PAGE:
New cards
75

test-retest reliability

a method for determining the reliability of a test by comparing a test taker's scores on the same test taken on separate occasions

New cards
76

field research

research done in natural, real-life settings outside the laboratory

New cards
77

qualitative research

research designed to study characteristics that cannot be measured or counted

New cards
78

Max Weber

german sociologist who said that individuals interpret their own actions and the actions and reactions of others

New cards
79

verstehen

sociologist max weber's term for the effort to understand an event by placing oneself in the participant's situation and trying to see it through his or her eyes

german for understanding

New cards
80

3 Levels where observation enables data collection

activity, dynamics of participants and their interrelationships, and setting

New cards
81

Tearoom Trade

Study by sociologist Laud Humphreys of men who engage in homosexual behavior in public facilities, including subsequent later interviews in their homes after recording their license plate numbers

New cards
82

widely cited in discussions of the need for informed consent to research.

New cards
83

Basic Guidelines to Minimize Potential Negative Impacts on Subjects

never harm participants, ensure that participation is voluntary, maintain anonymity and confidentiality, be honest

New cards
84

triangulation

the use of multiple data sources or research methods to investigate a topic, with the goal of producing more reliable findings. it enables criminologists to illuminate the dark figure of crime

New cards
85

correlation (direct correlation)

a statistical relationship between two or more variables

New cards
86

positive correlation

a direct correlation in which an increase in one variable is associated with an increase in the other variable

New cards
87

negative correlation

a direct correlation in which an increase in one variable is associated with a decrease in the other variable

New cards
88

causal

the existence of a direct correlation does not imply a _____________ relationship

New cards
89

causality

the idea that one event is the result of one or more other events

New cards
90

hypothesis

an idea or assertion about a phenomenon, a situation, or a relationship between variables that a researcher sets out to prove or disprove

New cards
91

four basic aims of researchers

discovery, demonstration, refutation, and replication

New cards
92

restorative justice

a sentencing model that emphasizes restitution and community participation, aimed at reintegrating offenders back into their communities

New cards
93

utilitarianism

the concept that any law should be of the greatest benefit to the greatest number of people

New cards
94

deterrence theory

the belief that the treat of punishment can prevent people from committing a crime

New cards
95

positivist school of criminology

a school of criminological thought whose adherents use the scientific method to measure behaviour, and advocate rehabilitation over punishment

New cards
96

determinism

a doctrine that denies free will while maintaining that our decisions are decided by predictable and/or inherited causes that act on our character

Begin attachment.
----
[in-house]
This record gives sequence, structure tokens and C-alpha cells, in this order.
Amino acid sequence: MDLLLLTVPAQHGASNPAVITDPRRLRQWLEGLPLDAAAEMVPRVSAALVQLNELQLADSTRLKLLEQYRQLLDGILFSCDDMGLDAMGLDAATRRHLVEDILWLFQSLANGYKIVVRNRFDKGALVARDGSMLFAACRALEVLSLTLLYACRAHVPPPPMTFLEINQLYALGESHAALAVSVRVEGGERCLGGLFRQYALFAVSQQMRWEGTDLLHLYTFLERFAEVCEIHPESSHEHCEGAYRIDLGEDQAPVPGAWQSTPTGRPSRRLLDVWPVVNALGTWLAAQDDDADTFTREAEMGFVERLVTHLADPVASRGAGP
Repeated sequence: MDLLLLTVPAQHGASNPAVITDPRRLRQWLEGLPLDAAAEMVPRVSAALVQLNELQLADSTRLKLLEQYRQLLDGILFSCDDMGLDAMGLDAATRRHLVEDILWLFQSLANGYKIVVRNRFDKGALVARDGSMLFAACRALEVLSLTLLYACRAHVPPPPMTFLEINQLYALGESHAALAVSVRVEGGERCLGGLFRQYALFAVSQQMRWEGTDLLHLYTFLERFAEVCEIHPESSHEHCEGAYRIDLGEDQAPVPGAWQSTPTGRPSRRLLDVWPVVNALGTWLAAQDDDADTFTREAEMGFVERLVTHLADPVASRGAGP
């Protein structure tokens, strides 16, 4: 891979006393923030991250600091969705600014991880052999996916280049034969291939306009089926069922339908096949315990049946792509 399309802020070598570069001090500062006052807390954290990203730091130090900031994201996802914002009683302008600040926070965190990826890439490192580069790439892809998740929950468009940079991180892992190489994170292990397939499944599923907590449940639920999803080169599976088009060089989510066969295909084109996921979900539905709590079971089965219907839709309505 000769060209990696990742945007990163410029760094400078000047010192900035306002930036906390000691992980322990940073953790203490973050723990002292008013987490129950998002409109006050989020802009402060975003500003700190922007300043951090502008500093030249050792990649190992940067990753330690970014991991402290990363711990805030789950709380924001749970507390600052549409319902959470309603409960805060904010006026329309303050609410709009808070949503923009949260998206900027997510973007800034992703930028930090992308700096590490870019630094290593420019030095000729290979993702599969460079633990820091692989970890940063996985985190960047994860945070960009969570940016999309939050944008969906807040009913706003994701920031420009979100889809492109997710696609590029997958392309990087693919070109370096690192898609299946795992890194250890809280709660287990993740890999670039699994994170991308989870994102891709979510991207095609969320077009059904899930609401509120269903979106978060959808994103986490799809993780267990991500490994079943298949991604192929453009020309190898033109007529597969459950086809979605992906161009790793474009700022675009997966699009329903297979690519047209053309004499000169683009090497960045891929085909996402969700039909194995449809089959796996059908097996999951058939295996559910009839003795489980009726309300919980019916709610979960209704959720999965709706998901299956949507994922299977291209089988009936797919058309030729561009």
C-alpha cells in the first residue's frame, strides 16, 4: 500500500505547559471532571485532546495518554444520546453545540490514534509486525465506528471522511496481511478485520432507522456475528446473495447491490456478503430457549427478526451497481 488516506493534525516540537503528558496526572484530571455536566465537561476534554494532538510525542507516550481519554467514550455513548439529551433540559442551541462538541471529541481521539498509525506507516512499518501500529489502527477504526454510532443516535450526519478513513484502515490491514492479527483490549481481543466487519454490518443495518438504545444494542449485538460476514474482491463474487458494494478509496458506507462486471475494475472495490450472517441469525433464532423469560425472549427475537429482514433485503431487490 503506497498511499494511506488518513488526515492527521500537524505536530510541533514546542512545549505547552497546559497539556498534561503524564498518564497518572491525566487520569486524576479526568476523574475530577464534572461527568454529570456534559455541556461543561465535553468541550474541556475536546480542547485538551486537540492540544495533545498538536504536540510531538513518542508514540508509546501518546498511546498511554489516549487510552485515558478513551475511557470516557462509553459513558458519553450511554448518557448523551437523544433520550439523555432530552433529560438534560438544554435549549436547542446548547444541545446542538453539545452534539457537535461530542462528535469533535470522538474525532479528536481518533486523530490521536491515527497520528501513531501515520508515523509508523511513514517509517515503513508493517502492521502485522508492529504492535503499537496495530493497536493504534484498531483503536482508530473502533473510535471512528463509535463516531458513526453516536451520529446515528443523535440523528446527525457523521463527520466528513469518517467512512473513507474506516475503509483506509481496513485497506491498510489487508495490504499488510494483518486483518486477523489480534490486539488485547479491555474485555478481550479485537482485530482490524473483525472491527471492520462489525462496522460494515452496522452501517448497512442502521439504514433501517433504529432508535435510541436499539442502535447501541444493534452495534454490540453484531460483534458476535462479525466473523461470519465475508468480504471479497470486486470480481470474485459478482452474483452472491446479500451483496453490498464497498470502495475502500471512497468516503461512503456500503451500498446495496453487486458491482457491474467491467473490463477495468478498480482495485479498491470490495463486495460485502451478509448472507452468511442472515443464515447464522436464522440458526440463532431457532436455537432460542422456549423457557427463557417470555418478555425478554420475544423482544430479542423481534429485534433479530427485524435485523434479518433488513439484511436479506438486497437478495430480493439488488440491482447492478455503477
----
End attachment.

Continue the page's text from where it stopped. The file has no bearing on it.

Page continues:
New cards
97

atavism

a biological condition supposedly rendering an individual incapable of living within the norms of a society

New cards
98

deterministic

based on or involving the belief that events and behaviour are caused by prior events and conditions existing outside the realm of free will

New cards
99

neoclassical school of criminology

a school of criminology thought positing that some accused offenders should be exonerated or treated leniently in light of circumstances that make it impossible to exercise free will. pioneered by luigi rossi, rene garraud, and henri joly in france. they rejected the rigidity of classical system of punishment and called for a degree of subjectivity when assessing criminal responsibility

New cards
100

discretion

the power of an authority to exercise his or her judgement in a particular case instead of having to follow specific rules

New cards

Explore top notes

note Note
studied byStudied by 16 people
Updated ... ago
5.0 Stars(1)
note Note
studied byStudied by 8 people
Updated ... ago
5.0 Stars(2)
note Note
studied byStudied by 15 people
Updated ... ago
5.0 Stars(1)
note Note
studied byStudied by 15 people
Updated ... ago
5.0 Stars(1)
note Note
studied byStudied by 61 people
Updated ... ago
5.0 Stars(1)
note Note
studied byStudied by 18 people
Updated ... ago
5.0 Stars(1)
note Note
studied byStudied by 7 people
Updated ... ago
5.0 Stars(1)
note Note
studied byStudied by 11 people
Updated ... ago
4.5 Stars(2)

Explore top flashcards

flashcards Flashcard66 terms
studied byStudied by 1 person
Updated ... ago
5.0 Stars(1)
flashcards Flashcard129 terms
studied byStudied by 9 people
Updated ... ago
5.0 Stars(1)
flashcards Flashcard36 terms
studied byStudied by 5 people
Updated ... ago
5.0 Stars(1)
flashcards Flashcard40 terms
studied byStudied by 5 people
Updated ... ago
5.0 Stars(1)
flashcards Flashcard67 terms
studied byStudied by 4 people
Updated ... ago
5.0 Stars(1)
flashcards Flashcard99 terms
studied byStudied by 40 people
Updated ... ago
5.0 Stars(1)
flashcards Flashcard97 terms
studied byStudied by 29 people
Updated ... ago
5.0 Stars(2)
flashcards Flashcard88 terms
studied byStudied by 426 people
Updated ... ago
5.0 Stars(1)